• Theme submission is a process with WordPress.com VIP. All code is reviewed line by line for best standards, security, and performance. Once the theme is approved, they’ll set up a Subversion repository for your theme.
  • Deployments are done with the WordPress.com VIP team.

Code is a little different too:

  • When you’re writing code for the WordPress.com VIP environment, someone is always reviewing. It makes you think more about whether you’re doing it the right way. The focus is on beautiful code.
  • Need to follow WordPress Coding Standards.
  • Plugins are included in your theme’s functions.php file.
  • Security and performance is the number one concern with the WordPress.com VIP team, things like sanitizing input fields and ensuring database queries are performant.

When it comes down to it, the biggest different between WordPress.com VIP and self-hosted: you (have to|get to|learn how to) do it right.

Q&A

Q: How do you do staging?

Chris: Often we’ll have a staging server in-house that’s client facing and/or use one of our five sites with the standard package as the pre-production site.

Q: Could you explain more about the lack of network admin?

Chris: WordPress.com is a multisite network in itself, so they don’t give you super admin access. If you want to set up a new blog, it’s a more involved process including requesting the site, configuring everything, submitting a theme for review, etc.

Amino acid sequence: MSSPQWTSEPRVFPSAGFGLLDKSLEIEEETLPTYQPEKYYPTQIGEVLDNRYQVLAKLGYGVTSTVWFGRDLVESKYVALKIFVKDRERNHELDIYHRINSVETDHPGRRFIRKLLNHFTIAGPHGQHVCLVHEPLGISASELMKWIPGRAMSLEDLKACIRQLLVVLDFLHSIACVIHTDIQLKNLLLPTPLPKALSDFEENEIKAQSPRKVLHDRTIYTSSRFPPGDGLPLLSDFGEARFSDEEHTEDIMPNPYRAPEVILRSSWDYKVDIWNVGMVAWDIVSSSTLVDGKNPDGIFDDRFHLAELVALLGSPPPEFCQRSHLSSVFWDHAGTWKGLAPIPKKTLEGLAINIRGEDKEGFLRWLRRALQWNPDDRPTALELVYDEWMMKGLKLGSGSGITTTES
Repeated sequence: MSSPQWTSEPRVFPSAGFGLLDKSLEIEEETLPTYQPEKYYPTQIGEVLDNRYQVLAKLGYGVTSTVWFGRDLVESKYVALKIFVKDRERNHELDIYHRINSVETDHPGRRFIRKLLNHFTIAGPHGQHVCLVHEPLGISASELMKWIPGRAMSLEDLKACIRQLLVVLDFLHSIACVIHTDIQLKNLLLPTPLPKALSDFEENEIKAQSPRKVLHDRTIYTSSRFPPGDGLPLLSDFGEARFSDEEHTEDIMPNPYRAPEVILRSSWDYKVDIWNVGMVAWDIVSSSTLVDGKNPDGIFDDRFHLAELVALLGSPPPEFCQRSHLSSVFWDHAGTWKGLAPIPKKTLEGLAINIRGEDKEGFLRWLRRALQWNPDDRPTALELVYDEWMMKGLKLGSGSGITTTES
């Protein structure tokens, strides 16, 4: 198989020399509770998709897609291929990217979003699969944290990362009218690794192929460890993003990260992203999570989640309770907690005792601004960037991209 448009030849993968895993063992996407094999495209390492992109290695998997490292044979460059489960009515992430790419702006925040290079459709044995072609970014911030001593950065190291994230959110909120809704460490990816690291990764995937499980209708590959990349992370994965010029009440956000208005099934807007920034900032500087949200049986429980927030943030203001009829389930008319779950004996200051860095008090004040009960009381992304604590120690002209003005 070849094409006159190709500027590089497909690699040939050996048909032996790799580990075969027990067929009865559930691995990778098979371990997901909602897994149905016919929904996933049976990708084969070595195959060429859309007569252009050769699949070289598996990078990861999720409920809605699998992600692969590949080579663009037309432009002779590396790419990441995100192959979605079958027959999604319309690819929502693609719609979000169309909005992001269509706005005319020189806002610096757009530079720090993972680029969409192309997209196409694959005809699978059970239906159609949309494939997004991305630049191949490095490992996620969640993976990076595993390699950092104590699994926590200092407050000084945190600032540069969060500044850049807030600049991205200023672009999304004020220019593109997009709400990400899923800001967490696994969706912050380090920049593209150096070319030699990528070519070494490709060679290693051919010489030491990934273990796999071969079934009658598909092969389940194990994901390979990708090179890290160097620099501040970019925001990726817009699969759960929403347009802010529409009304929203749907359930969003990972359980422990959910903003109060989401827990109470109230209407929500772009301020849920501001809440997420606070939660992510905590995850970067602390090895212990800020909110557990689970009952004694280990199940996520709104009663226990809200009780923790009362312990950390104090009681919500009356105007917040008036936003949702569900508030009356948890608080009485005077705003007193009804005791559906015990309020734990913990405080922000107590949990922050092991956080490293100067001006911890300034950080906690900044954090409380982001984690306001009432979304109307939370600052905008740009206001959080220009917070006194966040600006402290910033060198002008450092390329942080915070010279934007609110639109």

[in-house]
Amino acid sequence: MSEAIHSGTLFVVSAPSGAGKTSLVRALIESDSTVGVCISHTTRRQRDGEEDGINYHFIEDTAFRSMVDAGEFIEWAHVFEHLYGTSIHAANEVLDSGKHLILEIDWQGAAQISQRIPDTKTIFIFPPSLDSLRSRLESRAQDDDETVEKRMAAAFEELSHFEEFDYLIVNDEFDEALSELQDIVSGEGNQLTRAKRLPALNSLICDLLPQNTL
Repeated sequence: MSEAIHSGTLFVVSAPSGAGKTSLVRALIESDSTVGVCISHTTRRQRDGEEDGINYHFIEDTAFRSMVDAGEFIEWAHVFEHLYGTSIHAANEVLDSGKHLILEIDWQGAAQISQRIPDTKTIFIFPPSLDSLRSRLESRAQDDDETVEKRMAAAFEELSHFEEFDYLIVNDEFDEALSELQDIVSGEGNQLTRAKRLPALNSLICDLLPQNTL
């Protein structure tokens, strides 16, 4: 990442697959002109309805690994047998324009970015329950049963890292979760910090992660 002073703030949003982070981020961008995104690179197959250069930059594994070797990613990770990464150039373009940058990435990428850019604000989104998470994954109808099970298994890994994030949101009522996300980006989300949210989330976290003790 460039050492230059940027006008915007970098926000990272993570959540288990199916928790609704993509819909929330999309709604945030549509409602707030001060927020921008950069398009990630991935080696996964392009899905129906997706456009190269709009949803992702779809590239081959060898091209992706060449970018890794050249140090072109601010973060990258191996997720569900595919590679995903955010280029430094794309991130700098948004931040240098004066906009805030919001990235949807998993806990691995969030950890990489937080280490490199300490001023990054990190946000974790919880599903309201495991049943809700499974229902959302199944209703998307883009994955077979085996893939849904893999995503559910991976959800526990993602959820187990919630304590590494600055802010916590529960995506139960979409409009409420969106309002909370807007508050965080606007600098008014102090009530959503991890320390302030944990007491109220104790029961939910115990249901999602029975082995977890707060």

Q: Is customer code required to be licensed under the GPL?

Chris: I’m not sure. Licensing is definitely something to be discussed.

Q: What types of things does VIP support?

Chris: VIP support offers lots of support including theme reviews, plugin reviews, data migration. They don’t write code for you however. Any custom development should be done in-house or with a contracter.

Chris: “Working with the VIP team has added tons and tons of knowledge to my team.”

Other questions:

  • Is WordPress.com VIP running stock WordPress, or are there tons of custom modifications?
  • If VentureBeat were to install a new plugin, would other WordPress.com VIP clients be able to access it?
  • What things can be done to expedite the deployment process? Are there any common gotchas?
  • How do new features get requested if lots of clients want it?

Q&A: Rusty Lewis on CMN’s new business model

Q&A: Rusty Lewis on CMN’s new business model. It just hit me: College Publisher inadvertently made it cost-effective to hire a developer and host it yourself. Student publications who don’t, and instead pay $2K/year for a terrible CMS while also donating their advertising revenue to CMN, aren’t long for this world. I can’t believe College Publisher would stick this to 80% of their clients.

Back on WebFaction

After just a few months of administering my own Slicehost machine, I decided yesterday to move all of the personal sites I manage back to WebFaction. For personal stuff, I decided I need to focus more on publishing and less on figuring out why my memory usage is so high. Or, in the case of yesterday, why there were approximately 124,000 more rows in the posts table than there should be. Culprit: Core Control plugin for WordPress.